WP1 Natural emission modeling (Lead WSL)

Objectives of this activity

  1. To understand the observed variability in atmospheric methane concentrations in the recent past, including an integrated global and regional analysis of the main effects of extreme weather events (e.g. ENSO) on methane source emissions and sinks (link to WP1 and WP3)
  2. To understand the impact of model differences and different land cover and climate inputs on interannual variability in methane emissions (link to WP1, WP3, and external partners)

Approach and Methods:
We will use the LPJ-wslCH4 dynamic global vegetation model (DGVM), which has been adapted during MAIOLICA-I at WSL to model spatially and temporally resolved wetland, rice, and fire CH4 emissions. LPJ-wslCH4 is a version of the internationally well established community DGVM LPJ which includes improved hydrological dynamics and can be applied to any spatial resolution (Sitch et al., 2003; Gerten et al., 2004). Through a collaboration between WSL and EPFL during MAIOLICA-I, we developed a wetland module specifically to study interannual variability in global and regional wetland CH4 emissions with a model parameterization which not only accounts for variations in available biomass, as is common with wetland process modeling, but also wetland area over multiple decades. Additionally, the existing fire module in LPJ-wslCH4 was recently adapted at WSL to model fire emissions for a number of trace gases. Thus, LPJ-wslCH4 is able to estimate interannual variability in CH4 emissions from three major land surface processes (i.e. natural wetlands, rice, and fire), which together are estimated to comprise over 80% of total interannual variability in CH4 emissions globally (Bousquet et al., 2006).

Main tasks of this work package:
Task 1: Preparation of recent past model runs. We will provide emissions from biomass burning, wetlands and rice to both WP2 and WP3 as input for their first model simulations for the recent past (1990-2010). Additionally, we will extend the existing data sets out to 2010 and fill in partly missing periods in the early 1990s. We will develop a merged data set for wetlands and rice covering the entire 1990-2010 time period for use in WP2 and WP3.

Task 2: Sensitivity study. In parallel with the recent past simulations in WP2 and WP3, we will perform a sensitivity study with the LPJwslCH4 model, in which we vary the land cover model input, climate model input, and the model itself. We will use the runs from MAIOLICA-I to test the sensitivity of the model to land cover input. To test the sensitivity of the model to climate inputs, we will perform a factorial study in which we allow only one climate input (precipitation, temperature, cloud cover, CO2 concentrations) at a time to vary interannually. To test the sensitivity of CH4 emissions and interannual variations in CH4 emissions to different process models, we will work closely with the Wetland and Wetland Methane Model Intercomparison of Models Project (WETCHIMP) to provide wetland emission data sets for the years 1994-2004 from additional wetland models (e.g. ORCHIDEE, CLMCN, ARVE, etc). The runs developed and analyzed in this task will be used in combination with an Eulerian-based atmospheric transport model to test the influence of climate and land cover variations on the accumulation of CH4 in the atmosphere (CH4 growth rate). This will be done in collaboration with M. Rigby at the University of Bristol within the international Advanced Global Atmospheric Gases Experiment (AGAGE).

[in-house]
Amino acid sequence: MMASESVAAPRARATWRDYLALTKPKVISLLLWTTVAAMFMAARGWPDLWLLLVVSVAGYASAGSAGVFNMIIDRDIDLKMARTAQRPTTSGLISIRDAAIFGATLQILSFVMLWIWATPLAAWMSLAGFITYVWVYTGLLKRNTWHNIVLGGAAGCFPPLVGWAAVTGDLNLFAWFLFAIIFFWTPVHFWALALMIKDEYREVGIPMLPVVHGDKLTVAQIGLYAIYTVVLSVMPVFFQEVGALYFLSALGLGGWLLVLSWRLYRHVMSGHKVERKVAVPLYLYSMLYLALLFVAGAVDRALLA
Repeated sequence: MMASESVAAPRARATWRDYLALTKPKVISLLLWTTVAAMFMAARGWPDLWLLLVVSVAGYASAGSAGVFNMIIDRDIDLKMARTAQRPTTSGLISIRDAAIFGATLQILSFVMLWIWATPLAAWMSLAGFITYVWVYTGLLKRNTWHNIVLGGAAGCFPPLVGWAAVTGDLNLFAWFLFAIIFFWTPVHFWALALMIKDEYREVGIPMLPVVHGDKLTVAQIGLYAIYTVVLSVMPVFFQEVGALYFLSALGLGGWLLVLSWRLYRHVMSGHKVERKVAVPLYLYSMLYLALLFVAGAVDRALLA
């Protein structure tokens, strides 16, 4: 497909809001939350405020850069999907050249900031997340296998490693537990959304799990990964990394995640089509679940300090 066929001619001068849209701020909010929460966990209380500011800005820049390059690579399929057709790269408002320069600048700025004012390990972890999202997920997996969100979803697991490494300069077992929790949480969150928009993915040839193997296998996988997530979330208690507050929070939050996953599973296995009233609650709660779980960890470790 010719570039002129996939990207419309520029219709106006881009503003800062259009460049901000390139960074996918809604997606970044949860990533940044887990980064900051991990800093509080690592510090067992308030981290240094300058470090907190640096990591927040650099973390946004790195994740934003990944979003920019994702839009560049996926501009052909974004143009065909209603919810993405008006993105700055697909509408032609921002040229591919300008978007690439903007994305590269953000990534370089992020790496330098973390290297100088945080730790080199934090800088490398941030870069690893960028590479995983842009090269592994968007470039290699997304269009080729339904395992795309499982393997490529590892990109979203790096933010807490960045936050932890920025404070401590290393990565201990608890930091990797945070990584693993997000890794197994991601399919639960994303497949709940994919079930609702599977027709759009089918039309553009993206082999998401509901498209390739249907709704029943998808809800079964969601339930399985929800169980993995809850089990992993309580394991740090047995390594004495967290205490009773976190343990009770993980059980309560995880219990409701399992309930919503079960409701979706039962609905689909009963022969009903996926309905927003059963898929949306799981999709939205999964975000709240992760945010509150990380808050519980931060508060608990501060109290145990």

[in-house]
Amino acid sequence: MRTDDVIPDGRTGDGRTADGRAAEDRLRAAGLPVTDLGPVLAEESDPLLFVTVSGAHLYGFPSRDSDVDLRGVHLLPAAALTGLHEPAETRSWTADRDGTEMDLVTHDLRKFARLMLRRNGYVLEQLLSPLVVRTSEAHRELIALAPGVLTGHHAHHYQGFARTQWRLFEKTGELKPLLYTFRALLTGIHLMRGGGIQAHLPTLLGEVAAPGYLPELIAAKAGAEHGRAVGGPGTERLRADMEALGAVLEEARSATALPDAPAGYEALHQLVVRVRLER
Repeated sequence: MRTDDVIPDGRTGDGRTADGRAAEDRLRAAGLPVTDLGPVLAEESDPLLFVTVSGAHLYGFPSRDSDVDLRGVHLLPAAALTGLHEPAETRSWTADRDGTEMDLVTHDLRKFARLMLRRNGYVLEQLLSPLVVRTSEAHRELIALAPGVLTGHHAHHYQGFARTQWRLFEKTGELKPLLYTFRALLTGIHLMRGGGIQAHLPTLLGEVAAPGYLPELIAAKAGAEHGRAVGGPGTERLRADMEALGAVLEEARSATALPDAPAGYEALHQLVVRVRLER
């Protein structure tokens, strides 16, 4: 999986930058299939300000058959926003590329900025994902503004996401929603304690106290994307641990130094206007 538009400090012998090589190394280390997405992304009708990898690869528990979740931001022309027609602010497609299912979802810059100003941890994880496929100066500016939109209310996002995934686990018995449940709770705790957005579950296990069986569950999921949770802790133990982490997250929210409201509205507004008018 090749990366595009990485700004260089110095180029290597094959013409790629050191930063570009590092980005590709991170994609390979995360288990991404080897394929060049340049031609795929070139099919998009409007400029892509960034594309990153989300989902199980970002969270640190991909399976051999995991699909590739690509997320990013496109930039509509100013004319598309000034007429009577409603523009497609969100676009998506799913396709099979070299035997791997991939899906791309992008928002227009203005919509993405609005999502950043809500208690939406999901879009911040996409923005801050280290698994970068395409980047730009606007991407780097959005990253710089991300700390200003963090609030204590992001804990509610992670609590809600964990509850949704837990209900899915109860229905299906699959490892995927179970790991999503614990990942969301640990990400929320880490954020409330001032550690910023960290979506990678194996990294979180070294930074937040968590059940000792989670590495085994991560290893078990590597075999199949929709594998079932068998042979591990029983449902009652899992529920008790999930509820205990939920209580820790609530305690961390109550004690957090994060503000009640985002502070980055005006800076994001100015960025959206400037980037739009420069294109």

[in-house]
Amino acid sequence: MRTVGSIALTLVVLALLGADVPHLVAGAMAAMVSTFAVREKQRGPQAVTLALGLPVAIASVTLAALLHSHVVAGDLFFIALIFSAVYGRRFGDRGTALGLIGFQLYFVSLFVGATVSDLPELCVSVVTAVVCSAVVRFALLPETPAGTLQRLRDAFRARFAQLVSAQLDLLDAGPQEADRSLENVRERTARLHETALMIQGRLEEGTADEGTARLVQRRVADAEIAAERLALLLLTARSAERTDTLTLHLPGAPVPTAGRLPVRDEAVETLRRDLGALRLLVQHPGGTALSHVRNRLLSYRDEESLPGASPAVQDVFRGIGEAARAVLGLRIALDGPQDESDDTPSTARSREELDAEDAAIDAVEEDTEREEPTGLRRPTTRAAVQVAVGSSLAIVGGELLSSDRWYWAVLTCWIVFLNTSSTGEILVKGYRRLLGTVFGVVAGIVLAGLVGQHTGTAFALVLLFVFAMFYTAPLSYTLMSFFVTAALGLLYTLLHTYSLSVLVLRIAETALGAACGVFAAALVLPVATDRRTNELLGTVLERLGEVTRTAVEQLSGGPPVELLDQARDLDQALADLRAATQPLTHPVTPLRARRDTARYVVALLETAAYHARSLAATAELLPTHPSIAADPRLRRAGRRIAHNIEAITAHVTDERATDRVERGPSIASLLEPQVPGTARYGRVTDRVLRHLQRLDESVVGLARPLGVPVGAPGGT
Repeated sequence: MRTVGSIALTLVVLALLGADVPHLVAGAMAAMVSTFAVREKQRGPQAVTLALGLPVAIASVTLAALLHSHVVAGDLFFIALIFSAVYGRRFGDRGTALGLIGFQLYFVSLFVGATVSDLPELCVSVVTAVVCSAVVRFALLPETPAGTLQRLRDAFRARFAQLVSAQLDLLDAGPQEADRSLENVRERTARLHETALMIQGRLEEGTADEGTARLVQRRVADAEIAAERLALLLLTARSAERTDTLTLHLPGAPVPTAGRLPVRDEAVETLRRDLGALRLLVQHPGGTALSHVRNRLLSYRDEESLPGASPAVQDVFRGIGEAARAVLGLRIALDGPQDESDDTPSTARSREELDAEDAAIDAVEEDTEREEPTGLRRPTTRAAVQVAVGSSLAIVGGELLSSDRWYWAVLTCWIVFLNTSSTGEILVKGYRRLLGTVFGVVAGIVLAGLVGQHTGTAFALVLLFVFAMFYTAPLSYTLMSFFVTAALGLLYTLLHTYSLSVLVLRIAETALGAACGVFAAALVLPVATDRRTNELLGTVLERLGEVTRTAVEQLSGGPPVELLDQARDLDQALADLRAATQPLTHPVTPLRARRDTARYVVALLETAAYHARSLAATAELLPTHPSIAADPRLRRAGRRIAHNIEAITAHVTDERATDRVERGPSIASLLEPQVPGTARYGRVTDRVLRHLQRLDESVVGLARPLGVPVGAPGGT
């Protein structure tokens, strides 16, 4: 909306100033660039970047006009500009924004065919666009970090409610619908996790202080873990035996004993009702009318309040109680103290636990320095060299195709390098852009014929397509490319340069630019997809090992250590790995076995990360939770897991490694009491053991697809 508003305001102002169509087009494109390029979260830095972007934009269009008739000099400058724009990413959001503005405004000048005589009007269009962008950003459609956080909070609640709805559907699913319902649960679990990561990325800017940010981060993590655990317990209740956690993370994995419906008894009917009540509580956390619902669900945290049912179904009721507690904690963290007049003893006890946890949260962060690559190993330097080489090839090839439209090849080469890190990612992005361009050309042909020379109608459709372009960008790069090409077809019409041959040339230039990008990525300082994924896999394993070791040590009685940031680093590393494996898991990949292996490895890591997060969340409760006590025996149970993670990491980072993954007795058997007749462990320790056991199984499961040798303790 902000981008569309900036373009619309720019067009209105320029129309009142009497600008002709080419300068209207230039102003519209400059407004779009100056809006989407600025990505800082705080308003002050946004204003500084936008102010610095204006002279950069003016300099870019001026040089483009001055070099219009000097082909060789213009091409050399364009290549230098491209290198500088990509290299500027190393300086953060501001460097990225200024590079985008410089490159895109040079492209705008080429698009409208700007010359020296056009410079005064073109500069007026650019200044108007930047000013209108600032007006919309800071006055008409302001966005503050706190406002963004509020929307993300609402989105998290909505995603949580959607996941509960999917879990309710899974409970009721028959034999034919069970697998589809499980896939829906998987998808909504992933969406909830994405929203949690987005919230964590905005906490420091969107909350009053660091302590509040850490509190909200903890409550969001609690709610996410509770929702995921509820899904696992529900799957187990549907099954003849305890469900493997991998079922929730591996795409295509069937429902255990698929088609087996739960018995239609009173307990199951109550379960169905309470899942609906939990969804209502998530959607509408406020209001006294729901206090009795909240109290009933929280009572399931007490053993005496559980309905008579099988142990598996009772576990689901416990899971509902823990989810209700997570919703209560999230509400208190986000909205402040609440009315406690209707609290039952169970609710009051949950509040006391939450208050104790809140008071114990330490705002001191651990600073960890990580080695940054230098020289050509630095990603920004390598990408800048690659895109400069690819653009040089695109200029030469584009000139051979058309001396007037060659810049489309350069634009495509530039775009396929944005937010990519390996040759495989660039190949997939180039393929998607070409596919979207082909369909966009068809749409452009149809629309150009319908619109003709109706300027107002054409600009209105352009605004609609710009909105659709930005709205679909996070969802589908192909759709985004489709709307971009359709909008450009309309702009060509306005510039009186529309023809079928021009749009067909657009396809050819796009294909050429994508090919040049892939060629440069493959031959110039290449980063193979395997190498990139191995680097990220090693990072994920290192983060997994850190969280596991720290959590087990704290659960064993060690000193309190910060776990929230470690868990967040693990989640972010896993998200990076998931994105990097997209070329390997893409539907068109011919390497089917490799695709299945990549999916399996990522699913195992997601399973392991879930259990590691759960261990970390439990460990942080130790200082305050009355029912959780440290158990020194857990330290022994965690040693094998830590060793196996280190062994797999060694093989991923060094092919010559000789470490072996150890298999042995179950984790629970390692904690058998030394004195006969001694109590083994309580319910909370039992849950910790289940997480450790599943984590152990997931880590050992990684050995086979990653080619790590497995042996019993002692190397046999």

Task 3: Comparison and validation. We will compare our runs from Tasks 1 and 2 with the results of the first inverse modeling task in WP2. This will allow us to separate effects by emission category, region, and year, and to provide a better understanding of what processes or inversion techniques need to be improved to reduce uncertainty in estimates of biogenic CH4 emissions and in estimates of CH4 interannual variability (see Task 5 in WP2). In addition, we will work with S. Seneviratne (ETHZ) to validate the hydrology dynamics in LPJ-wslCH4 with satellite hydrology data.

Task 4: Preparation of second reference runs for recent past and future CH4 emissions. We will use the validated CH4 emissions and the improvements made to LPJ-wslCH4 during Task 3 to develop a second set of reference runs for the recent past to be used in a second reference simulation in WP2 and WP3. Furthermore, we will use the model improvements from Task 3, in combination with our published technique (Hodson et al., 2011) for hindcasting satellite-derived wetland area, to forecast CH4 emissions from wetlands and possibly also biomass burning for the 21st century. These forecasted interannually varying CH4 emissions will be delivered to WP3 for their future scenario model runs.

Task 5: Integrated ENSO analysis. In collaboration with WP2 and WP3, we will build upon work published in MAIOLICA-I in which we studied the interaction of wetland emissions with extreme wet and dry events corresponding to the El-Nino Southern Oscillation (ENSO) (Hodson et al., 2011). With the addition of the fire module into LPJ-wsl, the ability to study the link between ENSO and the main CH4 sink, the OH radical, in WP3 and CH4 emissions from the inverse modeling results in WP2, we will perform the first integrated assessment of the global and regional effect of ENSO on all of the major sources and sinks affected by climate (wetland, rice, and fire emissions and OH sink).

Deliverables and expected results:

  1. Gridded global wetland and fire methane emissions for 1990-2010.
  2. Gridded global wetland methane emissions for the 21st century
  3. Analysis of the major factors (climate, land cover, etc.) driving variations in terrestrial CH4 emissions
  4. Improved understanding of the impact of ENSO on CH4 variability
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